#PublicationDay #BookReview for Titanic by David Ross #Titanic @AmberBooks #DavidRoss

On 14 April 1912, less than a week into a transatlantic trip from Southampton to New York, the largest luxury cruise liner in the world struck an iceberg off the coast of Labrador, causing the hull to buckle.

The massive 50,000 ton ship hailed as ‘unsinkable’ was soon slipping into the cold Atlantic Ocean, the crew and passengers scrambling to launch lifeboats before being sucked into the deep. Of the 2,224 passengers and crew aboard, more than 1,500 died, making the sinking one of the deadliest for a single ship up to that time.

The sinking has captured the public imagination ever since, in part because of the scale of the tragedy, but also because the ship represented in microcosm Edwardian society, with the super-rich sharing the vessel with poor migrants seeking a new life in North America. Other factors, such as why there were only enough lifeboats to hold half the passengers, also caused controversy and led to changes in maritime safety. In later years many survivors told their stories to the press, and Titanic celebrates these accounts.

A final chapter examines the shipwreck today, which has been visited underwater by explorers, scientists and film-makers, and many artifacts recovered as the old liner steadily disintegrates. Titanic offers a compact, insightful photographic history of the sinking and its aftermath in 180 authentic photographs.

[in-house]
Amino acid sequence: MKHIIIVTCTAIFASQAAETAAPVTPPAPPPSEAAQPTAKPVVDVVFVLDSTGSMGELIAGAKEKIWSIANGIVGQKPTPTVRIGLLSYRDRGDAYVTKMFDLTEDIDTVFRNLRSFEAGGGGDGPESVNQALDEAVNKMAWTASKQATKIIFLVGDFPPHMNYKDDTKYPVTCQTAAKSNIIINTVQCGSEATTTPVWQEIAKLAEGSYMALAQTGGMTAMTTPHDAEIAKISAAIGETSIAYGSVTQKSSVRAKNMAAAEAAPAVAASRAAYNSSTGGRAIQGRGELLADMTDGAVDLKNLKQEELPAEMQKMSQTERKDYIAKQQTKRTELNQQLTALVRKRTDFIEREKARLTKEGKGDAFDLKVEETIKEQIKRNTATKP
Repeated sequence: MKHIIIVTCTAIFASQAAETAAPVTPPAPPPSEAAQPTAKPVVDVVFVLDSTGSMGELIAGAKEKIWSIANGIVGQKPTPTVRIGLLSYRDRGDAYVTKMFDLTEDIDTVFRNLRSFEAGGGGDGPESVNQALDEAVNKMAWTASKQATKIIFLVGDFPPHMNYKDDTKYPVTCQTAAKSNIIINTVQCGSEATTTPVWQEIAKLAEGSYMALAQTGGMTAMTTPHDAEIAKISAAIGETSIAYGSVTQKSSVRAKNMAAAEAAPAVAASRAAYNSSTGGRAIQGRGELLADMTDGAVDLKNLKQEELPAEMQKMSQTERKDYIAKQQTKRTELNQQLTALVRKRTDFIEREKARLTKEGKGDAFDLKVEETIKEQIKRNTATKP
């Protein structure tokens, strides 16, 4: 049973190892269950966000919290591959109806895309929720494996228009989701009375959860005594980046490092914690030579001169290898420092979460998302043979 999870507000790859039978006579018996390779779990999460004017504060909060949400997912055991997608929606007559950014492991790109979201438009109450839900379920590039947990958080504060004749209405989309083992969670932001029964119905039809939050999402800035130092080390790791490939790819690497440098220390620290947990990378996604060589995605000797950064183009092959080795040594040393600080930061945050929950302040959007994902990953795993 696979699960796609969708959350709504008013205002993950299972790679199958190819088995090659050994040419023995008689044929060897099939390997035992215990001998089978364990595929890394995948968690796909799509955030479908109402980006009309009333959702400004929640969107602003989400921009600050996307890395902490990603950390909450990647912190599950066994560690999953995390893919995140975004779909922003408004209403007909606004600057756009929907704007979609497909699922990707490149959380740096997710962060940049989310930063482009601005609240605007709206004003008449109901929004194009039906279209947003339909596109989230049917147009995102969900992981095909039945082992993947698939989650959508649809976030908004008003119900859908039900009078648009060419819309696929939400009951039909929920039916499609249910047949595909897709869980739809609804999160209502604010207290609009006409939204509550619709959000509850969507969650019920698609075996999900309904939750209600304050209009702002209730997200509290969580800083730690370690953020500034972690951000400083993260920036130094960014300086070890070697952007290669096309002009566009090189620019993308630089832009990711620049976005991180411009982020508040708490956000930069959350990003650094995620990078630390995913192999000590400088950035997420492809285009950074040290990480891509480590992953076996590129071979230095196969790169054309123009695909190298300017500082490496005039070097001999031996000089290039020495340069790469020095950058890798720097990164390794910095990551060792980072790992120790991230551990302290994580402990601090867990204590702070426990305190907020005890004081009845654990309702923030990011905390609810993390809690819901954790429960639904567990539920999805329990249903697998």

I love everything to do with the Titanic, it has fascinated me since I found out about it, and it helps that I was born 70 years to the day it launched!  That has intrigued me even more as there are always documentaries or book releases that come out around the time of my birthday.

I always love to get my hands on any new releases on the topic and as soon as I saw the cover for this one and read the blurb, I knew it would be a book I would really enjoy – and I am sure it will become one that is treasured by many other too as it is packed with photographs

I loved the layout and the commentary that was added to the photos too.  It was a very easy and enjoyable book to read and the tragedy that unfolded was covered really well, along with the aftermath but I loved that the focus really was on the ship herself

It is 5 stars from me for this one, very highly recommended – a fabulous book for Titanic fans, social history enthusiasts and anyone who has an interest in ships and this era too as whilst the book is predominantly on the ship, you also get am insight on the differences between classes and social history too